Tuesday, June 19, 2007

Honestly, will you people not let me relax? I'd just laid out my towel for a well-earned sunbathe when all these comments come flooding in requiring me to explain my self-censorship. Well, so be it. If this is the beginning of another two years out of work then I'll hold you all personally responsible. My site stats tell me where you live, you know ...

David, bless you for your concern. Whilst that row back in January (no I'm not going to link it) did of course make me sit up and take notice, it isn't the main reason for my current gloom. However, what it did do is make me realise that people actually read this stuff, and that there's no reason why I shouldn't take every care to formulate my thoughts here just as carefully as I would if I was writing in the pages of a national paper (not that I'm flattering my humble stats but you take my point; this is a public arena and I'm no less accountable, or exposed). And I have had some very positive social encounters with a number of writers and others in our biz since then that make me grateful to be involved in it, and glad to have colleagues (in the broadest sense) who are so interested in ideas, zeitgests and debates about proper intelligent stuff.

But it just puzzles and exasperates me that this is so rarely translated into our theatrical output. I honestly don't know why this is, but it drives me mad. Maybe I'm just not seeing enough stuff. Maybe my standards are too high. Whenever I start a new playwrighting class, I usually give the following little speech to my students (so long as they're adults and above a certain level of competence). I may have said something similar here in the past, but here it is again:

"When considering what it is that you want to write about, look for the nuggets of originality at all times. The hardest question I have ever been asked about my own work, and the question I now ask of all plays I see or read is: Why are you telling me this? What is so pressing about what you have to say that you have devoted 3, 4 or 5 months of your life to getting it down on paper, probably for no pay? In theatre you have a far more demanding contract with your audience than in any other art form. Why does the story you have to tell justify £20 of my hard-earned money, me giving up my evening, running the gauntlet of British weather and public transport, then sitting in the dark without talking for two hours or more, then risking my life making my way home in the dark? Not to mention the thousands of pounds and man-hours it will cost to produce. What you have to say has to be pretty damn devastating. When I come out of that theatre after seeing your show, I want to be totally blown away. I want to go out into the night saying FUCK! I had no idea that went on!!! Or, I had never thought of it that way before!!! The trick is to shine a light into hitherto uncharted areas of human experience. Or, if it is a subject that has been done before (which is most of them) then what is the totally unique angle that you are going to bring to it? Nothing less justifies my time and money - especially if you are writing in the subsidised sector and your commission fee is made up of this nation's taxes. Go out, meet the people who have lived through the experiences of your play, interview them, read about them, hang around where they hang around, immerse yourself in their world and lives. You are panning for gold. Find the nuggets of originality. You will know them when you find them by the bolt of pure excitement they send through your guts. Gather them together, wash off the crap, and polish them till you can see your own face in their reflection. Only then can you start writing your play."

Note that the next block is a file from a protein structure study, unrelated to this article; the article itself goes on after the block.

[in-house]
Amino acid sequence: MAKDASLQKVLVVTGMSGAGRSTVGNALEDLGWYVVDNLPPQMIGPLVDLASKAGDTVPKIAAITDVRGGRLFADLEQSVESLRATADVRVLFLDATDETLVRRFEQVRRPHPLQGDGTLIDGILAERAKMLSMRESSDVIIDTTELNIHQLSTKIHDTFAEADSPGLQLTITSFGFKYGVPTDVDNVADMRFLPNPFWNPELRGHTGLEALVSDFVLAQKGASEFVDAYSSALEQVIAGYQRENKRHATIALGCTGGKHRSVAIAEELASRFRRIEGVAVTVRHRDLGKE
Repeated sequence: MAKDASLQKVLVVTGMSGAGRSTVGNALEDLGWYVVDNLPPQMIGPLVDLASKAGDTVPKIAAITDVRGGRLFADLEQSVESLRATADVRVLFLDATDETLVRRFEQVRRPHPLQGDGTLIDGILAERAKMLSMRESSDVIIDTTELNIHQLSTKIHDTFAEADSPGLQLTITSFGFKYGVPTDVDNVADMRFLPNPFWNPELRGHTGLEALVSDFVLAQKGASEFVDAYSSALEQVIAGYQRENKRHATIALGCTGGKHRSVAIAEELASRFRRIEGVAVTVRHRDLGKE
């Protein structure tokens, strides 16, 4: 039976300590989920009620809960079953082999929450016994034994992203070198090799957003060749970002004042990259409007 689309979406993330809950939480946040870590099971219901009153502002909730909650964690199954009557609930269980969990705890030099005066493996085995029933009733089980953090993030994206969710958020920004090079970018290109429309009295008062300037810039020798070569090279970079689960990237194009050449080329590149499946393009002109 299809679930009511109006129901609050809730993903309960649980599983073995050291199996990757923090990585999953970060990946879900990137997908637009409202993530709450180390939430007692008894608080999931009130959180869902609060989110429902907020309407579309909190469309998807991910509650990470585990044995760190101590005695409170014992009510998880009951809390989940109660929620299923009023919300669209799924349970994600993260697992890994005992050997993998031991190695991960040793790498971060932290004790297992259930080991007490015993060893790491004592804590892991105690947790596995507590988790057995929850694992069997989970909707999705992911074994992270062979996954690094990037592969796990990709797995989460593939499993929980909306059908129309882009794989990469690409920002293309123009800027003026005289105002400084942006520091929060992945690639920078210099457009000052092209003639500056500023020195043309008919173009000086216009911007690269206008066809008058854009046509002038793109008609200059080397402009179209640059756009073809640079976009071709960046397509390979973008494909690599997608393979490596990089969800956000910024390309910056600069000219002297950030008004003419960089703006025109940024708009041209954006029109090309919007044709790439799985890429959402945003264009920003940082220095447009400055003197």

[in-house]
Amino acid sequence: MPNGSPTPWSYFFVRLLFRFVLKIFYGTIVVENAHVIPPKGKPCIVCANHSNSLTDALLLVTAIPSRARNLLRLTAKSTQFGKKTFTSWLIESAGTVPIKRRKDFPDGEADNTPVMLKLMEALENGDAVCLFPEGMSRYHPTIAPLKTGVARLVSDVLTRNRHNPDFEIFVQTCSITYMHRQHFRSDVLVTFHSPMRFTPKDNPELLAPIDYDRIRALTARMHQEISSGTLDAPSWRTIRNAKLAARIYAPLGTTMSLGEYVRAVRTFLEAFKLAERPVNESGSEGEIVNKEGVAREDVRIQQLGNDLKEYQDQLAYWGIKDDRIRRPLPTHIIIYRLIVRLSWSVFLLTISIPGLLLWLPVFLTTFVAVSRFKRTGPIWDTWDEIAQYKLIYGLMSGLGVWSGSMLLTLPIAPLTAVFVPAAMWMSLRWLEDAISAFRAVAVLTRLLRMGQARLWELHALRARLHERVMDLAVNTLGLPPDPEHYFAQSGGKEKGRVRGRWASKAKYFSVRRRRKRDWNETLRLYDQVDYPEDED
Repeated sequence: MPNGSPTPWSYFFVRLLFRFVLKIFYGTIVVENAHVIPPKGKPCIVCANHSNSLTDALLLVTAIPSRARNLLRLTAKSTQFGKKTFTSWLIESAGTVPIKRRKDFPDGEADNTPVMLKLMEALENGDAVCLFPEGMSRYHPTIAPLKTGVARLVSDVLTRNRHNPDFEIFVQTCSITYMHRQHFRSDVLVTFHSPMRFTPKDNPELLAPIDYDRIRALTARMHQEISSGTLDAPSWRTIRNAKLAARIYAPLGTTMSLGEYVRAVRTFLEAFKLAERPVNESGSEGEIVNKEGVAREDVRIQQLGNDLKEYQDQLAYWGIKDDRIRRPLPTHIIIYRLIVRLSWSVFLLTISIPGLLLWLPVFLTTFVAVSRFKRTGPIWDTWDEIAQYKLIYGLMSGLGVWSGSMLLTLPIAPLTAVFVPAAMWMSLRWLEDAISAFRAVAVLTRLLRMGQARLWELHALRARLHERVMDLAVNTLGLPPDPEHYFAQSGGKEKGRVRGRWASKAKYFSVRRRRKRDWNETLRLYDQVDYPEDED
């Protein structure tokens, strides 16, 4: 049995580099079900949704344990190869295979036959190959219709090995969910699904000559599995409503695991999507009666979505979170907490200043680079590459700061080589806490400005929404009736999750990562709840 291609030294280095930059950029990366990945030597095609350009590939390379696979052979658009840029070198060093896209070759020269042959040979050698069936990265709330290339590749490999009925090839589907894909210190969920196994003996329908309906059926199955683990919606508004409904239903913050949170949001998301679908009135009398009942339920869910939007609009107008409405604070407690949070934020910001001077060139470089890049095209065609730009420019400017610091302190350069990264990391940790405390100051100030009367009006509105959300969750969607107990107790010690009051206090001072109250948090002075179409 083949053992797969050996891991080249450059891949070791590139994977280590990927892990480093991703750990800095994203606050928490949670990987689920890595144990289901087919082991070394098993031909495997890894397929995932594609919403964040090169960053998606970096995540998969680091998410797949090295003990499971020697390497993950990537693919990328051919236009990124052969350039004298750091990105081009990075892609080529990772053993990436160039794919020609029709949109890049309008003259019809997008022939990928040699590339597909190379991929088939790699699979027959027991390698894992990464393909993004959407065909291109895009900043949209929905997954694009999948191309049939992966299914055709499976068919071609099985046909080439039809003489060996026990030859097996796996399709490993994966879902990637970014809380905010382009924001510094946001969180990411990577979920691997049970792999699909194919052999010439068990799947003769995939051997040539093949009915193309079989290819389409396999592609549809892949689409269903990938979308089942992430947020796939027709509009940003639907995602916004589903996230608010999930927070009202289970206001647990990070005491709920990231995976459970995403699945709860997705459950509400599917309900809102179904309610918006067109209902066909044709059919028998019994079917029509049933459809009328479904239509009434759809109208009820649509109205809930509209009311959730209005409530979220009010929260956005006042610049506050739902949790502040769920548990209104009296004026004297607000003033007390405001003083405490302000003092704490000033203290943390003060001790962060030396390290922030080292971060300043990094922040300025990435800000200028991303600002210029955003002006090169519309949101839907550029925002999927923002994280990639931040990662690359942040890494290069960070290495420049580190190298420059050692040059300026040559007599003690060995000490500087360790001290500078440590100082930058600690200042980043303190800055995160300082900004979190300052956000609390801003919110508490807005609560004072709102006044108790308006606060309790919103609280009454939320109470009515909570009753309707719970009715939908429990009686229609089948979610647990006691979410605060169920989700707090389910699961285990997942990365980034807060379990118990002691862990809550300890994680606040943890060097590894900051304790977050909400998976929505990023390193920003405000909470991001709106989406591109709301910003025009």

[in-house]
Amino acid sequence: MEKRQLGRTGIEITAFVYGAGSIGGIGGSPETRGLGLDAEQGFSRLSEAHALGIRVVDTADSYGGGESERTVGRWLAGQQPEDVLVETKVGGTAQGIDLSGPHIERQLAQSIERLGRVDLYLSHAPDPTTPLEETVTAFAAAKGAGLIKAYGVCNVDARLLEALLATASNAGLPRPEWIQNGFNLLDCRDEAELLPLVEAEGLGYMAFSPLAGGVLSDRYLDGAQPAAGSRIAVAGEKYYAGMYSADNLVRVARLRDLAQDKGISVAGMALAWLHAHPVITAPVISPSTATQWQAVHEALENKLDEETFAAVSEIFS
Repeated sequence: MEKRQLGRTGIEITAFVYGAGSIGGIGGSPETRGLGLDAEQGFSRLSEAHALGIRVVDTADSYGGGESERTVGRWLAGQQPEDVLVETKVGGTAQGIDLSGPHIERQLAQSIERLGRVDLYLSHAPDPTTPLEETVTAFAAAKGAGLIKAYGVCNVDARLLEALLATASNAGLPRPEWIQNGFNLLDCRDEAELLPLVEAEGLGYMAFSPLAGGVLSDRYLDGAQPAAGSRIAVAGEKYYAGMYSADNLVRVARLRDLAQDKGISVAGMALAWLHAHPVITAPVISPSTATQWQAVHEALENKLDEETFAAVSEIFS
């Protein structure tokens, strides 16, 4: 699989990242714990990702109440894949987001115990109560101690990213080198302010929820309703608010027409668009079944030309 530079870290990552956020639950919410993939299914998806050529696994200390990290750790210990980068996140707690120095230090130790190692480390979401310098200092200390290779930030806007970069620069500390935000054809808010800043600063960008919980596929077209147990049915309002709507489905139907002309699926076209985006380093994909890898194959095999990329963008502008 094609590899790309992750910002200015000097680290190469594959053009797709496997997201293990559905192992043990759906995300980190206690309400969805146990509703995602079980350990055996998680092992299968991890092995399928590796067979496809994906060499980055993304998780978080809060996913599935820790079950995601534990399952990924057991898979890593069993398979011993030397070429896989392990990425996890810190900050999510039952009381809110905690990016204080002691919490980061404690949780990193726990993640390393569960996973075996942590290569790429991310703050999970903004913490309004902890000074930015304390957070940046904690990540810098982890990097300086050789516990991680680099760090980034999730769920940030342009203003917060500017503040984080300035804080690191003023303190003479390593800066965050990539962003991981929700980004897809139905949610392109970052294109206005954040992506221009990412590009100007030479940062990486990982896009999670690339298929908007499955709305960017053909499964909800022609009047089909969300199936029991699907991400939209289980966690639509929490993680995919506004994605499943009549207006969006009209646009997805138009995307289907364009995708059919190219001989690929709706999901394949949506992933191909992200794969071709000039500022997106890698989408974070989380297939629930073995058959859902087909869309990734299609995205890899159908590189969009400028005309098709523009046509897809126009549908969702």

I'm sure my comments box will fill up with all kinds of objections to this doctrine, but frankly, I don't really care. In a nutshell, as an audience member, that's what I expect of playwrights who are being professionally produced. And recently, I ain't been getting it. And at a time when our industry is under threat from Olympic idiocy, it depresses me hugely.

Why can't every play be fucking great? I don't think that's too much to ask.

I don't want to slag off theatre. But when you have friends who aren't involved in it, who used to go a lot, but who now say they won't bother again because they've been stung once too often after a hard day in the office with dire, dull, overpriced shows (which sometimes you have erroneously taken them to see after reading some promising blurb) - when you can physically see your audience drifting away before your very eyes and you can't blame them ... well, that does rather affect my mood. Especially when a certain loyalty to my own profession prevents me from letting rip about it here.